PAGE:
It's time for Republicans to dust off the old Obamacare-is-socialist attacks, because HealthCare.gov is open for business. Acknowledging that “poor execution in the first couple months on the web site clouded the fact that there are a whole bunch of people who stand to benefit,” the Obama Administration is now encouraging traffic to the site and reminding everyone that the deadline to receive coverage on January 1, 2014, is December 23.
On just Sunday and Monday of this week, 29,000 people selected and enrolled in health plans through HealthCare.gov, which surpasses the website's record for the entire month of October. And over one million people accessed the HealthCare.gov website on both Monday and Tuesday of this week without any major issues, thanks in part to a new online queue or “waiting room” that puts users on hold if the site gets too crowded.
If you don't have health insurance, it's time to get a move on. Starting January 1, almost everyone who doesn't have health insurance will have to pay a fee, in addition to paying all health care costs out of pocket. Despite the fact that it's generally the same price to pay the fee or get health insurance, a recent Gallup poll finds that “Republicans without health insurance are just as likely to pay the fine imposed by the federal health-care law as they are to obtain coverage to avoid the penalty” at a rate of 46 to 45 percent. Meanwhile, 80 percent of Democrats plan to get coverage, while only 15 percent plan to pay the penalty.
In a spirit similar to that of the Republicans who would rather pay higher costs and forego coverage than accept the ACA, Texas is trying to make it as hard as possible for you to enroll. Read how after the jump.In rules proposed Tuesday by Texas Insurance Commissioner Julia Rathgeber, Texas health care navigators (whose job is to help consumers enroll in health insurance) would be required to prove their citizenship or employment, undergo a background check, show evidence of financial responsibility and participate in 40 hours of privacy standards education. This is on top of the already- required training on health plans, privacy and security standards and ACA eligibility. At the end of all this, navigators in Texas would still be prohibited from providing any explicit advice to consumers.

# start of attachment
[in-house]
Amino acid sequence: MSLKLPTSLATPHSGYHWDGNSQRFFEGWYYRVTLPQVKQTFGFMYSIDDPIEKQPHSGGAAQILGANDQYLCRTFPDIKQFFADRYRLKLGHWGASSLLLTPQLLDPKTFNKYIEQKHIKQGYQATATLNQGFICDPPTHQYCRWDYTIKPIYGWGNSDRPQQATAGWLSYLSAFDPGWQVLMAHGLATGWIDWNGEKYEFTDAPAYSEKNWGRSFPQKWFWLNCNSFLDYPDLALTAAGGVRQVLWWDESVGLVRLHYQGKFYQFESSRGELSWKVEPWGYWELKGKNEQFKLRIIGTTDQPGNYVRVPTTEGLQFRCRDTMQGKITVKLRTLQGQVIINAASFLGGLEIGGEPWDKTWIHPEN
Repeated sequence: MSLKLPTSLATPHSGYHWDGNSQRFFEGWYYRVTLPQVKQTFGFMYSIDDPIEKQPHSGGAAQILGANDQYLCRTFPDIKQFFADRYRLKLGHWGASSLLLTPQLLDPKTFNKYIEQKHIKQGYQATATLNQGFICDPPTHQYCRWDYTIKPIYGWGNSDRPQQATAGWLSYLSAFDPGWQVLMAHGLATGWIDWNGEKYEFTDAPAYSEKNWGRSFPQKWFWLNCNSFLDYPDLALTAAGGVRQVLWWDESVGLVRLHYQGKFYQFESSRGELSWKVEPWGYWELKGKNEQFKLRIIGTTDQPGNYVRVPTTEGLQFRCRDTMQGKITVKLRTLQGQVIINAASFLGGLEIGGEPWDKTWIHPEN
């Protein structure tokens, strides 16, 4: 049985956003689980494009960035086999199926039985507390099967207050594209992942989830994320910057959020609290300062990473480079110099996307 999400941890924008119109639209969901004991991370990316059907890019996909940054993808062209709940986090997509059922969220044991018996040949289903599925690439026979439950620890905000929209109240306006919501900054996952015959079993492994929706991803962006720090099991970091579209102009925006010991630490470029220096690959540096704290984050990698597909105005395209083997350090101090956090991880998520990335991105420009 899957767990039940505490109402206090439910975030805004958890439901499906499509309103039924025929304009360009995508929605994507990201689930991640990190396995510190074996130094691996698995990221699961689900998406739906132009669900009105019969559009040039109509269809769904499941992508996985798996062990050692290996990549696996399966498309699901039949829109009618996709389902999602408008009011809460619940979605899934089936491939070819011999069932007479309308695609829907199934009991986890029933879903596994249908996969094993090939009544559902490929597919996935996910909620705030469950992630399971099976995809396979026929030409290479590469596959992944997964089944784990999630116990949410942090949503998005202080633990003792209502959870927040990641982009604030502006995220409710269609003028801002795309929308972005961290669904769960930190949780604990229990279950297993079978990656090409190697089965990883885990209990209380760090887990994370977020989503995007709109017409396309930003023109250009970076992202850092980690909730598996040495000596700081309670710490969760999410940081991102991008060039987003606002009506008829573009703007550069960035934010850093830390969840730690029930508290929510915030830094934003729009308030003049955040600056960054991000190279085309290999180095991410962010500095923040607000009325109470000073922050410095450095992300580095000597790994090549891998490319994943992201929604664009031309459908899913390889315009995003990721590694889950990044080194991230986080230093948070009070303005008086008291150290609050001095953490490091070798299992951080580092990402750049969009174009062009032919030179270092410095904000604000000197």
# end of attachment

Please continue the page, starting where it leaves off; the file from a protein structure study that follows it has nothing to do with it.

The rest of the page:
Joanne Peters, a spokeswoman for the federal Department of Health and Human Services, points out the hypocrisy of these inordinately burdensome regulations on health care navigators: “The navigator program is similar to Medicare counselors, which have existed for years and never faced this kind of scrutiny from Texas.” The proposed rules will be published in the Texas Register on Friday, and public comments will be accepted until January 6. While there will be an opportunity to weigh in, it's likely that the rules will go into effect in early 2014.
But despite the best efforts of Texas or the many other naysayers, the reality is that the Affordable Care Act is still the law and is now providing life-saving opportunities for millions of people, as well as not-insignificant consequences for those who continue to thumb their nose at it.